• Press the meat mixture into a loaf pan.
  • Mix together all the topping ingredients in a separate bowl. Taste and adjust seasoning to your taste. Add a little more honey if you like your topping sweeter, or a bit more mustard or vinegar if it’s too sweet.
  • Spoon the topping mixture onto the meat and spread in an even layer.
  • Bake for about 1.5 hours, or until a meat thermometer reads 160 degrees. You may want to start checking after about an hour, since the amount of time this takes to cook will vary based on the type of pan you are using, its dimensions, your oven calibration, and so on. I recommend placing the meatloaf on the top rack and a cookie sheet on the bottom rack of your oven underneath your meatloaf to avoid a mess if your loaf pan is very full like mine is.
  • Let rest for at least 10 minutes before slicing and serving. You may notice that this meatloaf is swimming in a lot of juices and does not hold together quite as well as traditional meatloaf. This is normal; it occurs because there are no grains in the mixture to bind the ingredients and absorb moisture, but the flavor is still very pleasing. Just remove slices very gently using a spatula, and you can drain off excess liquid once the first slice or two are out. It is possible that using coconut flour instead of almond flour would yield a drier loaf because coconut flour is more absorbent; I may try this in the future and report back—if you try it, please let me know how it turns out!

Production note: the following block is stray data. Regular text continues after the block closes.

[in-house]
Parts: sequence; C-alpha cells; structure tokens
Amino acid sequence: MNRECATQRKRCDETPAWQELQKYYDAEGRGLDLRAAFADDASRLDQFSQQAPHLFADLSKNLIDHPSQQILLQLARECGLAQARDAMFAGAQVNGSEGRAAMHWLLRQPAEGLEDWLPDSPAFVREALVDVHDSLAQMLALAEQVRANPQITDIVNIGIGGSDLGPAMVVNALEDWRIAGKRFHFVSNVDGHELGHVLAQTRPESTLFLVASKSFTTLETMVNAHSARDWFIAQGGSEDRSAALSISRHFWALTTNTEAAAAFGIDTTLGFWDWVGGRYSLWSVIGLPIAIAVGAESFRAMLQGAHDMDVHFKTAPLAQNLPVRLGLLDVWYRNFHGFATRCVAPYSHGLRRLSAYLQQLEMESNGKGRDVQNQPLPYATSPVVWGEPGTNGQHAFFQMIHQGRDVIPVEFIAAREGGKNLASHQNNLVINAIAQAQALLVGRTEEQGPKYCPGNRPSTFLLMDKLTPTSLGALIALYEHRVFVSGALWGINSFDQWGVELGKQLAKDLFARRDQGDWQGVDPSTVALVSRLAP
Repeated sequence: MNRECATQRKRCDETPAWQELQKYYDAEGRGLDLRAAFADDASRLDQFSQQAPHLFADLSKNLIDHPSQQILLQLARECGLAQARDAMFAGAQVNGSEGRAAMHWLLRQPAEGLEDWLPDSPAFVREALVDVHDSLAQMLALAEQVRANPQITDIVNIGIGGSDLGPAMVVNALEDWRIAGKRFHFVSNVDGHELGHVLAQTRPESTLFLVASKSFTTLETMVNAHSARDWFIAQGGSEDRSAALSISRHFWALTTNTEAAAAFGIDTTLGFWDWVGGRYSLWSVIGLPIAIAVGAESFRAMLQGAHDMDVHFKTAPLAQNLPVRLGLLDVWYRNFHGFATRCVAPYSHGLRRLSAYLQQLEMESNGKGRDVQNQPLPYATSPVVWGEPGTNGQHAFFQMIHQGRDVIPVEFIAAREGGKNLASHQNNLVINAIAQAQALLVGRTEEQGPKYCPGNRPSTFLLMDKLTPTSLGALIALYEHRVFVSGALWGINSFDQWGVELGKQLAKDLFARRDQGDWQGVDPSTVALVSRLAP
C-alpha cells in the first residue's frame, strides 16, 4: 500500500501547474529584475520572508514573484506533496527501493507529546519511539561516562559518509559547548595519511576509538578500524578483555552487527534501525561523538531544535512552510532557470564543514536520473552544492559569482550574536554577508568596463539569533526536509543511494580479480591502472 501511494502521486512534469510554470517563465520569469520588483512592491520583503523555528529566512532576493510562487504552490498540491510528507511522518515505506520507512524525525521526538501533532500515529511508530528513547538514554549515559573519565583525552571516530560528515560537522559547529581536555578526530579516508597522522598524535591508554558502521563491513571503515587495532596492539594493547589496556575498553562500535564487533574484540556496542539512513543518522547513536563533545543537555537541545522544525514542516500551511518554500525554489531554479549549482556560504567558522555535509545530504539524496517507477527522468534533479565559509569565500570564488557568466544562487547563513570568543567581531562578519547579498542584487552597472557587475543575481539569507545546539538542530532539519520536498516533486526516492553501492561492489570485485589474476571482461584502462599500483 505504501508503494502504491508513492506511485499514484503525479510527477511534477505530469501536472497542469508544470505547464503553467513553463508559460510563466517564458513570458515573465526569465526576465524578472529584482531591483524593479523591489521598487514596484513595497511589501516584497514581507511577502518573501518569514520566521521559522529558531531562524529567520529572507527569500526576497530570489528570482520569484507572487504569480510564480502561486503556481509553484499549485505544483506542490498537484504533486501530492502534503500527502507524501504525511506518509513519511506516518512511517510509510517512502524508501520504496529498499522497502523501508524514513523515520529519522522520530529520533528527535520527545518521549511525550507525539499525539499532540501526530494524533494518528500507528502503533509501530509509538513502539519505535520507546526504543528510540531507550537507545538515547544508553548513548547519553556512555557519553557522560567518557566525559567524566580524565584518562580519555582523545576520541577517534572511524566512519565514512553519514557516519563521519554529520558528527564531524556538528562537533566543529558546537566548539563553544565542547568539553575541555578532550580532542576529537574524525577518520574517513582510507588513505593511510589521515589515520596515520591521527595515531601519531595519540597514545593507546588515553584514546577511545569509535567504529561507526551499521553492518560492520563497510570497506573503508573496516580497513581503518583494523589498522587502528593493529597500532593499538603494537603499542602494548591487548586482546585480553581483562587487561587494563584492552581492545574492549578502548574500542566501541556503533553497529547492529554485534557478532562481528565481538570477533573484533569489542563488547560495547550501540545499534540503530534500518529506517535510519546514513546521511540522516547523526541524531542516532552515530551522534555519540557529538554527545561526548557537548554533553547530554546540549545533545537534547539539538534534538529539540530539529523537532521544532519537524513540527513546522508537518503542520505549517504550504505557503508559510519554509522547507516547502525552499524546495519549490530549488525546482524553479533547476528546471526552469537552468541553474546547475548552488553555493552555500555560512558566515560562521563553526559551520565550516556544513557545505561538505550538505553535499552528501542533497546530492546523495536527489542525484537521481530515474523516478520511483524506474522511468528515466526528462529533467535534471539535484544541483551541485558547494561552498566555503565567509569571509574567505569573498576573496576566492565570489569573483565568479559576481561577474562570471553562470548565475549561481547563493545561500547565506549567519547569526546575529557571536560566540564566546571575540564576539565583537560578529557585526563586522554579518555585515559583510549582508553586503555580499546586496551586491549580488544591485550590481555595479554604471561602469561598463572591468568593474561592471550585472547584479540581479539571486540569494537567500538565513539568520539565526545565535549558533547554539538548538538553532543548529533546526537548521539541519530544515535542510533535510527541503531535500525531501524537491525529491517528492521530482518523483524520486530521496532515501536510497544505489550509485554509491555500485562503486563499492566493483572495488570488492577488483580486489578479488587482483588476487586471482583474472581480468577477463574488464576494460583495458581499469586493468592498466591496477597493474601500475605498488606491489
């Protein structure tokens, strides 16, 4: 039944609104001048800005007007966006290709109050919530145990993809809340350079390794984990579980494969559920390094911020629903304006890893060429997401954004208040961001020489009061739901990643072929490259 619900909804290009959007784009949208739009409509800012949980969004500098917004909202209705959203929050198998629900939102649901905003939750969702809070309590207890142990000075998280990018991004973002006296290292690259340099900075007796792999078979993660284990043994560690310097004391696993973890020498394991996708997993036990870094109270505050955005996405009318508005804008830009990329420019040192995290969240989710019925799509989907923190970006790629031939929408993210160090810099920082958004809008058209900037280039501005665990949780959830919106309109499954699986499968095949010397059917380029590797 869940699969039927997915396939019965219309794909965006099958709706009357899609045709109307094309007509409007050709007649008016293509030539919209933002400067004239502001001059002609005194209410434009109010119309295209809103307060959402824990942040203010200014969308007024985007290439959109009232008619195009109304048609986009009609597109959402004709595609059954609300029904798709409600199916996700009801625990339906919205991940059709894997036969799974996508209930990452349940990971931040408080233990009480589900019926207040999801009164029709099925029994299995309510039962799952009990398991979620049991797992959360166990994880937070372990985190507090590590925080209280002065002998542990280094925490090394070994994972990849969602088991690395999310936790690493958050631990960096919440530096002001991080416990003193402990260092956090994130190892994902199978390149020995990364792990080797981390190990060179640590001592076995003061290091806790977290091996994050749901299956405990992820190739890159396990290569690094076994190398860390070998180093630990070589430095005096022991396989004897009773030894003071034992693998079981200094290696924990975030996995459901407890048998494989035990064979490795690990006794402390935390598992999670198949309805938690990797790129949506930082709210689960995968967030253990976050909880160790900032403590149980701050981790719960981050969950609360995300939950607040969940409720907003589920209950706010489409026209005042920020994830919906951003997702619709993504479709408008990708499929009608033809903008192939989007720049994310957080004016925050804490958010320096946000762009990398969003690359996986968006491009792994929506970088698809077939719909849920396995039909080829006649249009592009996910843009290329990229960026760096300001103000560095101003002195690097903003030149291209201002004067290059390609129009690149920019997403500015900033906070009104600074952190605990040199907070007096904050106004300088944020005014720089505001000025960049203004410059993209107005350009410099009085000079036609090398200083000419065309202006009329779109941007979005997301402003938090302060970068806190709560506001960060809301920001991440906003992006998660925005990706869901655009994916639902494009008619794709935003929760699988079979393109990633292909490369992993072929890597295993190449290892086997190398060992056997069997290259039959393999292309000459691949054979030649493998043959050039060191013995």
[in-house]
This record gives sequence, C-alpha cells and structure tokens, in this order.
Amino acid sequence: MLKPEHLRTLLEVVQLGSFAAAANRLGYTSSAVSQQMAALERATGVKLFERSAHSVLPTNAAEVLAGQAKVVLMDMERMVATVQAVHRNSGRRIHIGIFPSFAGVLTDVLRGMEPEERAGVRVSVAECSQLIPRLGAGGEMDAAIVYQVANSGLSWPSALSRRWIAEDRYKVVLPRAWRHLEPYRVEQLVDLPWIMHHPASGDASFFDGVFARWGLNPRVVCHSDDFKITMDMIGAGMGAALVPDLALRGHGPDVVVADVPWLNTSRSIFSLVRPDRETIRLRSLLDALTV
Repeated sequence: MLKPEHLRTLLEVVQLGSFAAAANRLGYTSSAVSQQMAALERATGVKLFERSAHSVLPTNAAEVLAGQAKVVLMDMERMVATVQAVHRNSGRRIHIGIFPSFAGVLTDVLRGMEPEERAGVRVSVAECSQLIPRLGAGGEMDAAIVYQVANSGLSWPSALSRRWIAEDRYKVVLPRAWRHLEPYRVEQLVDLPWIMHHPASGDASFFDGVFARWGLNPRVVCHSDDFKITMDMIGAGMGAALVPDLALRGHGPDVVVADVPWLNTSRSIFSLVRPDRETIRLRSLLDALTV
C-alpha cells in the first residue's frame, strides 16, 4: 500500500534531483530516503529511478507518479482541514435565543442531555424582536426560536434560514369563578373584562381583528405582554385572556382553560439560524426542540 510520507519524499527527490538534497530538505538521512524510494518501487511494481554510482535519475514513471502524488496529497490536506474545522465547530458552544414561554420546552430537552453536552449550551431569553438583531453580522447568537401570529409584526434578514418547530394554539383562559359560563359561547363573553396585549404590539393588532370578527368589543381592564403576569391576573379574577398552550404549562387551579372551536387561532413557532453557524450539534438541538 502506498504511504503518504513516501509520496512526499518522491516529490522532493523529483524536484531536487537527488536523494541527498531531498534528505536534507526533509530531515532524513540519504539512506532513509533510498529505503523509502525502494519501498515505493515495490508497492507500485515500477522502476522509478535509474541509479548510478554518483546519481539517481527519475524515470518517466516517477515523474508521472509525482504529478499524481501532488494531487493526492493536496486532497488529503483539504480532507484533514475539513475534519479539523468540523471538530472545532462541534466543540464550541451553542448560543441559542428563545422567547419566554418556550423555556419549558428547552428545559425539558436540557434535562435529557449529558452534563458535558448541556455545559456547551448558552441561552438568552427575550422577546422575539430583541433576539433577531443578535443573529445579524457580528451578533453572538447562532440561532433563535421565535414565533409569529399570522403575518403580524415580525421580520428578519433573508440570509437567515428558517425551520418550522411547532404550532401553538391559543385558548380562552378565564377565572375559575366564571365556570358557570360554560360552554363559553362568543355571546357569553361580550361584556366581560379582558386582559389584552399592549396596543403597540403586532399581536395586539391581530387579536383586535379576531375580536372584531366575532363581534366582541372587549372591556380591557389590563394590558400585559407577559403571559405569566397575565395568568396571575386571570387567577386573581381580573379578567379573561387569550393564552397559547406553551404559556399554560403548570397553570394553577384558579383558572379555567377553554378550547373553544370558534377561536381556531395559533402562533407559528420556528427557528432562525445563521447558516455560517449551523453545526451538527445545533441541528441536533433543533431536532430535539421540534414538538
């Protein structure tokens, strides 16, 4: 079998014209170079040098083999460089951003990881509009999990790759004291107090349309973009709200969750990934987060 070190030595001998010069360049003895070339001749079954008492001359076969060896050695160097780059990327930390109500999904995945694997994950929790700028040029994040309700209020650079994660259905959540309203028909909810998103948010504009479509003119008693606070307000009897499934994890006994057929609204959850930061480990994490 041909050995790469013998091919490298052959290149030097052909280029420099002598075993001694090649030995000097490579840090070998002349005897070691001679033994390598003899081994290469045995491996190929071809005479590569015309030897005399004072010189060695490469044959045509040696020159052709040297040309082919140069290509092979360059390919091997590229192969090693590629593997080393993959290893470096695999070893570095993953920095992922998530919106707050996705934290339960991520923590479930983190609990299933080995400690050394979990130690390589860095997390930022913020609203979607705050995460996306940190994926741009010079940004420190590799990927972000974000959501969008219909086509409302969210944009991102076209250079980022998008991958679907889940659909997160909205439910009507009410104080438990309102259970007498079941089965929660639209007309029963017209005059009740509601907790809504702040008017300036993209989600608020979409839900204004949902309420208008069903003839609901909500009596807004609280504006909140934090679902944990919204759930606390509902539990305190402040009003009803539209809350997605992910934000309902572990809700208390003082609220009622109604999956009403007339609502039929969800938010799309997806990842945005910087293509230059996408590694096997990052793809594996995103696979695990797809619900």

*Please note: No canned vegetables are SCD legal. I used them anyway because that’s what I had on hand, and, as I’ve mentioned previously, my goal is to adhere as closely to the SCD as possible without it dominating my life. So, I used canned tomatoes. Here are my recommendations to make the recipe 100% SCD legal: Chop about 4 large tomatoes into large dice. Toss with olive oil, a sprinkle of salt and pepper, and about a teaspoon of Italian seasonings. Roast at 375 until very soft. Process the tomatoes in a food processor until they are just slightly broken down. Substitute this for the canned diced tomatoes. For the tomato paste, simmer plain tomato juice on the stove until it is very reduced and season to taste with salt, then add the honey, mustard, and vinegar; or, substitute SCD legal ketchup and cut back on the honey and vinegar.